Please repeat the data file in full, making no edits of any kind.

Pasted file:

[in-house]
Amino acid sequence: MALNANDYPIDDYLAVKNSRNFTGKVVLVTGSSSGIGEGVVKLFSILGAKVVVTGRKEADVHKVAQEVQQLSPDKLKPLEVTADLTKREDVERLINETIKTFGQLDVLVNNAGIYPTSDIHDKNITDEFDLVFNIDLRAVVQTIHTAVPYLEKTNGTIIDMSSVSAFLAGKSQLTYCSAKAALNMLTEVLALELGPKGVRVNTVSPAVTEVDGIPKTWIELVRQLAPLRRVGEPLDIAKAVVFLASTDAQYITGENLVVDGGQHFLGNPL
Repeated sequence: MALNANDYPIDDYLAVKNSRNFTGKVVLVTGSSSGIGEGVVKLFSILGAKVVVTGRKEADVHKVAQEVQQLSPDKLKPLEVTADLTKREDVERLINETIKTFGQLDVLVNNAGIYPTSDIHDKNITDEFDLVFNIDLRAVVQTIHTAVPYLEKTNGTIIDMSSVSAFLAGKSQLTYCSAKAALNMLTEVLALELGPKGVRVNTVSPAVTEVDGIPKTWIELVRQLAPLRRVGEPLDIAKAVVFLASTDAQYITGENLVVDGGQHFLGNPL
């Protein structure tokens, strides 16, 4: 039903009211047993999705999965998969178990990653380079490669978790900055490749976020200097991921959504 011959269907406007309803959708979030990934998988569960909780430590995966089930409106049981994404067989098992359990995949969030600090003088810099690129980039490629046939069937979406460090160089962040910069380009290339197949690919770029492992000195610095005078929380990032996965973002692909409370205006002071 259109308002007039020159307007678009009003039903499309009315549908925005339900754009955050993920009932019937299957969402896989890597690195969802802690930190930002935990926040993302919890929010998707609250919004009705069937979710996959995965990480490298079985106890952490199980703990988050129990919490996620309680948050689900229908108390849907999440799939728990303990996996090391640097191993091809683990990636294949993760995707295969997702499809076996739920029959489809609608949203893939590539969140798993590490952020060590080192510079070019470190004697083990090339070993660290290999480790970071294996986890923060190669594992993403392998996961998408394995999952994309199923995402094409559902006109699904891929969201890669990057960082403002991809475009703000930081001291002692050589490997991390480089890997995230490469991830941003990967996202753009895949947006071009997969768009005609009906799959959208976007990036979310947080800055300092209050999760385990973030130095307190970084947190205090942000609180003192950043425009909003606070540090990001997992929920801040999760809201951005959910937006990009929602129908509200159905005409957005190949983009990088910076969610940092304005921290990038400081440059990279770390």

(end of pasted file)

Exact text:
[in-house]
Amino acid sequence: MALNANDYPIDDYLAVKNSRNFTGKVVLVTGSSSGIGEGVVKLFSILGAKVVVTGRKEADVHKVAQEVQQLSPDKLKPLEVTADLTKREDVERLINETIKTFGQLDVLVNNAGIYPTSDIHDKNITDEFDLVFNIDLRAVVQTIHTAVPYLEKTNGTIIDMSSVSAFLAGKSQLTYCSAKAALNMLTEVLALELGPKGVRVNTVSPAVTEVDGIPKTWIELVRQLAPLRRVGEPLDIAKAVVFLASTDAQYITGENLVVDGGQHFLGNPL
Repeated sequence: MALNANDYPIDDYLAVKNSRNFTGKVVLVTGSSSGIGEGVVKLFSILGAKVVVTGRKEADVHKVAQEVQQLSPDKLKPLEVTADLTKREDVERLINETIKTFGQLDVLVNNAGIYPTSDIHDKNITDEFDLVFNIDLRAVVQTIHTAVPYLEKTNGTIIDMSSVSAFLAGKSQLTYCSAKAALNMLTEVLALELGPKGVRVNTVSPAVTEVDGIPKTWIELVRQLAPLRRVGEPLDIAKAVVFLASTDAQYITGENLVVDGGQHFLGNPL
């Protein structure tokens, strides 16, 4: 039903009211047993999705999965998969178990990653380079490669978790900055490749976020200097991921959504 011959269907406007309803959708979030990934998988569960909780430590995966089930409106049981994404067989098992359990995949969030600090003088810099690129980039490629046939069937979406460090160089962040910069380009290339197949690919770029492992000195610095005078929380990032996965973002692909409370205006002071 259109308002007039020159307007678009009003039903499309009315549908925005339900754009955050993920009932019937299957969402896989890597690195969802802690930190930002935990926040993302919890929010998707609250919004009705069937979710996959995965990480490298079985106890952490199980703990988050129990919490996620309680948050689900229908108390849907999440799939728990303990996996090391640097191993091809683990990636294949993760995707295969997702499809076996739920029959489809609608949203893939590539969140798993590490952020060590080192510079070019470190004697083990090339070993660290290999480790970071294996986890923060190669594992993403392998996961998408394995999952994309199923995402094409559902006109699904891929969201890669990057960082403002991809475009703000930081001291002692050589490997991390480089890997995230490469991830941003990967996202753009895949947006071009997969768009005609009906799959959208976007990036979310947080800055300092209050999760385990973030130095307190970084947190205090942000609180003192950043425009909003606070540090990001997992929920801040999760809201951005959910937006990009929602129908509200159905005409957005190949983009990088910076969610940092304005921290990038400081440059990279770390």